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North And South Korean Leaders Hold Historic Peace Summit

The historic handshake

Is the Korean Peninsula on track to becoming great again? Time will tell, but today's historic peace summit between both North and South Korean leaders in a bid to end the 65-year Korean War certainly moves the two countries in the right direction.

According to CNN, North Korean leader Kim Jong Un became the first of his kin to "cross into South Korean territory since fighting in the Korean War ended in 1953," sharing in a historic handshake to kick off the peace summit. Both countries have vowed to formally end the conflict that began when North Korean forces crossed the 38th parallel and invaded South Korea in 1950. The leaders have also pledged to work toward the "complete denuclearization of the Korean Peninsula."

The photos of North Korean dictator Kim Jong Un and South Korean President Moon Jae-in shaking hands and posing for pictures on both sides of the demarcation line is the first time the two leaders would meet face-to-face.

"After a morning of meetings with officials, Kim and Moon took part in a symbolic tree-planting ceremony in the DMZ," reports CNN. "The tree is from 1953, the year the Korean War armistice was signed. Kim used soil from a mountain on the southern island of Jeju while Moon used earth from Mount Paektu in the north."

"Then, the two leaders left their officials behind and walked alone through the DMZ to a footbridge that was recently repainted the same blue used on the Korean Unification Flag. Unexpectedly, they talked for 30 minutes alone."

The peace summit aims to establish several key goals which will take years to implement, including the potential reunification of the peninsula, establishing a "joint liaison office," and allowing for a reunion of families separated by the war. South Korean president Moon Jae-in is expected to visit North Korean capital Pyongyang later this year. Here are several of the items agreed upon, from CNN:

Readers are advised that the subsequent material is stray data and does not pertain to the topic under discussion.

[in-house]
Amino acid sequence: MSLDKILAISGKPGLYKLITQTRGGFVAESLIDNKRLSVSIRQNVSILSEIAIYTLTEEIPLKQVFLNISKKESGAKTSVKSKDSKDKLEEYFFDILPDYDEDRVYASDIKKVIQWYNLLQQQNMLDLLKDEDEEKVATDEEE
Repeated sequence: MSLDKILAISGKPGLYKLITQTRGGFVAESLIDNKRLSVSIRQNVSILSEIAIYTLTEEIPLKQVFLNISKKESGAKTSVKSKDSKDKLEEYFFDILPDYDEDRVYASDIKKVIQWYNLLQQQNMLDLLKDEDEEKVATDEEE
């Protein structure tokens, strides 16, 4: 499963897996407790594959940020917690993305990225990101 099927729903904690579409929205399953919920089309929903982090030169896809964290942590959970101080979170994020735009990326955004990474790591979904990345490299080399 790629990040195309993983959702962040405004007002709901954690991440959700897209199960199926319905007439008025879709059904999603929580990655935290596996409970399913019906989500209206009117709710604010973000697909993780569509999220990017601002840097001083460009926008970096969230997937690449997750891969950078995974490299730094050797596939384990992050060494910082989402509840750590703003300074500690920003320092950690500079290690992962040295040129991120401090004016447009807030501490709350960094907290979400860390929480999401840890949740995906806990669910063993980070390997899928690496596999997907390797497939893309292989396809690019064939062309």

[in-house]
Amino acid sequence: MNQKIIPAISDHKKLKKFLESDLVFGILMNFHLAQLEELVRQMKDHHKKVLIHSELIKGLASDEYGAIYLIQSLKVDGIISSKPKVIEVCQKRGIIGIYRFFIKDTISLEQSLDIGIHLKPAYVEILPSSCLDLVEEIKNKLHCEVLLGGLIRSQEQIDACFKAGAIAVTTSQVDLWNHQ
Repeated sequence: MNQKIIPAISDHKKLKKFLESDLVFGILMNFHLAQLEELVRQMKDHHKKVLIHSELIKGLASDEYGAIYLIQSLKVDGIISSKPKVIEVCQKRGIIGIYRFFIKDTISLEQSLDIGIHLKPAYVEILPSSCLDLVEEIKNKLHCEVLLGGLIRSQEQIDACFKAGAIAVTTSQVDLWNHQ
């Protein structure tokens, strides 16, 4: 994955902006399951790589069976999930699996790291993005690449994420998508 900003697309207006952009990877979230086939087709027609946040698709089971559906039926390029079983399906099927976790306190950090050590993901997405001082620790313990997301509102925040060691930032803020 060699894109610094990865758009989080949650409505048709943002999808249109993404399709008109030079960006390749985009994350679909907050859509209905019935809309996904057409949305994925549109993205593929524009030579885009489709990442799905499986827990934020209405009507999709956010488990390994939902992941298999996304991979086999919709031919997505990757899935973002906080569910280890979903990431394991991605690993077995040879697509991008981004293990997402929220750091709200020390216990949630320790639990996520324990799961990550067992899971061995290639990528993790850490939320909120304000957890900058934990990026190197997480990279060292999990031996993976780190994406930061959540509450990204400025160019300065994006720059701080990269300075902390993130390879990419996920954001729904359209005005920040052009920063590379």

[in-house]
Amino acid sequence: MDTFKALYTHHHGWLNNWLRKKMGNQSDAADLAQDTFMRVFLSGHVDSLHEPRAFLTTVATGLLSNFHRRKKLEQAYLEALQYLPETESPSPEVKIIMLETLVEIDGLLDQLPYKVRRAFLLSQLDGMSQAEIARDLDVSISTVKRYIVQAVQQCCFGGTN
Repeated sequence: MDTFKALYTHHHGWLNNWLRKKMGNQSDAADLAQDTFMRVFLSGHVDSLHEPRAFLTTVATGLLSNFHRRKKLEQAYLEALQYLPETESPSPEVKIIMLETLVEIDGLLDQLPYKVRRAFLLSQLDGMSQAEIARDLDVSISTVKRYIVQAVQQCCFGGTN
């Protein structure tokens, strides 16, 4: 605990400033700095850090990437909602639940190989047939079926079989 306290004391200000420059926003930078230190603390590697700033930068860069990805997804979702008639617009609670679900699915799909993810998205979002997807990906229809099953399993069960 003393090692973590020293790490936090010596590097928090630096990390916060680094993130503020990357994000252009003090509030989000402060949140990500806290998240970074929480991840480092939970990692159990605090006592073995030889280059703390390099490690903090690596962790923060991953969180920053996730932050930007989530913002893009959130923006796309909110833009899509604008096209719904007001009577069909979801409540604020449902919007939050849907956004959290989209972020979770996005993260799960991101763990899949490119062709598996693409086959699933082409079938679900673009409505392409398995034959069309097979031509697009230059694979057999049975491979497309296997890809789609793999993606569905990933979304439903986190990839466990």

• North and South Korea will establish a "joint liaison office" in the Kaesong region, where the two countries used to operate an industrial complex.
  • The two sides agreed to "encourage more active cooperation, exchanges, visits and contacts at all levels in order to rejuvenate the sense of national reconciliation and unity."
  • Both countries will hold a special meeting on June 15.
  • North and South Korea will jointly participate in international sporting events like the Asian Games, which will be held this year in Indonesia.
  • The two countries will hold reunions for families separated by the division of the Korean Peninsula on August 15.
  • Both sides agreed to stop blasting propaganda through loudspeakers on the border.
  • North and South Korea agreed to meetings between defense ministers.

President Trump has shown cautious optimism on Twitter, saying Americans should be proud of this moment and hope it leads to a peaceful future.

In a second tweet, Trump wrote: "KOREAN WAR TO END! The United States, and all of its GREAT people, should be very proud of what is now taking place in Korea!"

While the gestures shown on Friday from North Korea are indeed monumental, experts are saying to take it all with a grain of salt. Mike Chinoy, senior fellow at the University of California's US-China Institute and former CNN Beijing bureau chief, said there's still much to be worked out:

I don’t think people should get carried away by the extraordinary scenes that we’re seeing — there’s still an enormous amount to be worked out before these good intentions turn into practical steps. But it is unquestionably a turning point, and now the challenge is going to be for President Trump and Kim Jong Un to try and build on that. I think one big question on that score is how far Kim Jong Un is prepared to go in practical terms on the nuclear issue and on that we simply don’t know.

Vipin Narang, professor of political science at MIT and a member of the school's Security Studies Program, said more evidence of Kim Jong Un's commitment to peace must be seen before any determinations can be made:

North Korea has long committed to "denuclearization of the Korean Peninsula," which is not the same thing as unilateral disarmament. Reaffirming this language is not new and should be treated with caution, historic summit notwithstanding. It can be interpreted differently by different parties, by design. Until there is evidence of an agreed upon definition and concrete steps of what "denuclearization of the Korean Peninsula," there is a lot of wiggle room — both for a potential meaningful bargain short of disarmament, but also for conflict if the North Korean definition does not come close to resembling the U.S.

Duyeon Kim, visiting senior fellow at the Korean Peninsula Future Forum in Seoul, says the move will lead to a "Trump-Kim summit" that could pave the path toward peace:

Including the words "complete denuclearization" is a win for Moon that he's needed to ensure that this summit leads to a Trump-Kim summit. And in that sense, it really doesn't matter if Kim Jong Un is serious because the real game will be between him and Trump on the nuclear issue.
 
 
 

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